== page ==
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A Horse That Was a Bird

Baltimore Orioles

It’s been a hell of a fertile period for the Grim Reaper, Pop Cult Dept, (in my movie, that part is played by Larry Blyden), with a run that included Alex Chilton, T-Bone Wolk, and Johnny Maestro along with Dixie Carter, Fess Parker, Robert Culp, and John Forsyth, never mind Meinhardt Rabbe, the munchkin coroner from The Wizard of Oz, and Malcolm McLaren, that genuine force of nature.  Wow, knock ‘em down  and drag ‘em out. Yet, when the brimstone stench dissipated, the semi-celeb’s loss I felt most tenderly was a sports figure from my baseball-crazed pre-adolescence, pitcher Mike Cuellar of the Baltimore Orioles.

As an eleven-year old in the summer of 1967, I made the full transformation into rabid Red Sox fan, following the ups down of that “Impossible Dream” season, all the while transfixed by the day-to-day heroics of Carl Yastrzemski, the one and only Yaz. Like most baseball obsessives,  I also underwent a quickie education about the sport, reading dusty book after book about the glories of baseball past, and digging into the sports page as soon as my father put the paper down each evening, and even going out and buying the up-to-date baseball guides available at the local newsstands.  Eventually familiarizing myself with the starting line-ups of nearly every major league team, I also learned that it was acceptable, at least for the sophisticated fan, to root for other cool daddy ballplayers that didn’t necessarily play for the home team.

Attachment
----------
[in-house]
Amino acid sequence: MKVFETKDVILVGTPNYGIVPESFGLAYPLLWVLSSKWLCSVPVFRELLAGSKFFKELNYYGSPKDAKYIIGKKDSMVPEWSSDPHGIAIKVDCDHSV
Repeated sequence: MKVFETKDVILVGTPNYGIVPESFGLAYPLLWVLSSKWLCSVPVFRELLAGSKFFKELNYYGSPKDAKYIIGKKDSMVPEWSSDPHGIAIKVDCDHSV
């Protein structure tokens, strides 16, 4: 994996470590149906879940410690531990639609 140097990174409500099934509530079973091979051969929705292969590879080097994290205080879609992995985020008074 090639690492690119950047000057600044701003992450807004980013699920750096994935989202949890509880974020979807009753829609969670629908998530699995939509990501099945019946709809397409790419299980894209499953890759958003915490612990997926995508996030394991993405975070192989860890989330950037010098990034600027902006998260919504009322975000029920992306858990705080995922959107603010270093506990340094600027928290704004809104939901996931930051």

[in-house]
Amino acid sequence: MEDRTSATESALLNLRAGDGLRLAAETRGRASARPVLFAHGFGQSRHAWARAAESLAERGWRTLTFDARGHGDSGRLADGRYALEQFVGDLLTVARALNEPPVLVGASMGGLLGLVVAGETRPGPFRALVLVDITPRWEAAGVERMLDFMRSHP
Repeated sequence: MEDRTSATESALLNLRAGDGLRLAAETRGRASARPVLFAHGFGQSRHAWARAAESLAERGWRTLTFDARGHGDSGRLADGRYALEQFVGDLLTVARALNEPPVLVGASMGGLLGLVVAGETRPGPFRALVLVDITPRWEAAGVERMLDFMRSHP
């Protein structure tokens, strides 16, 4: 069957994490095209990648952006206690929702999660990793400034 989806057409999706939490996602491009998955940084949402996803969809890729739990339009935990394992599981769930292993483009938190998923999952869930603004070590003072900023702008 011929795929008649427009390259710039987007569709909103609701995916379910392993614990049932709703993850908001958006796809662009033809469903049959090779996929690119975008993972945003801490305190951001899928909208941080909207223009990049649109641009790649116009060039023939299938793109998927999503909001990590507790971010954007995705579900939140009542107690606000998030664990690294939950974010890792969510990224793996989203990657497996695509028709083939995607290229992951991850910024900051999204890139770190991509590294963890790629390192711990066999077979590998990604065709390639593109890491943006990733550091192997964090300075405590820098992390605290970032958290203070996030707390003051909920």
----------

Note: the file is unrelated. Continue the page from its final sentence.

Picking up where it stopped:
Of all the major sports, baseball has always seemed to lend itself to the written word, with scores of analysis, history, reference, biography, ethnography, fantasy, and geez, even poetry constantly being devoted to America’s most hallowed pastime, a large portion of it from a scholarly or literally point of view. (Of course the sad, plain truth remains that football has truly become, outside of celebrity peepshowin’, real America’s real favorite pastime.)
 A lifetime baseball fan, I’ve scoured the collected work of the venerable Rogers (Kahn and Angel), devoured the reportage of Thomas Boswell and Dan Shaughnessy, sat perched upon the shoulders the of both Jim Bronsan and Jim Bouton, and dipped into the rosin-stained lives of everybuddy from Ty Cobb to Harry “Steamboat Johnson” to “Super Joe” Charbonneau, and been delighted by the fictional firepower of Robert Coover (The Universal Baseball Association, Inc., J. Henry Waugh, Prop.), Barry Beckham (Runner Mack), and Donald Hays (The Dixie Association).
Through it all, (and every year brings a new stream of publishings) the arguable best baseball read I’ve ever got my hands on is In the Country of Baseball (originally published in 1976, rereleased with a new epilogue in 1989 by Fireside), the story of the one and only Dock Ellis, a collaboration between the colorful pitcher and the poet Donald Hall.
dock ellis in uniform and hair curlers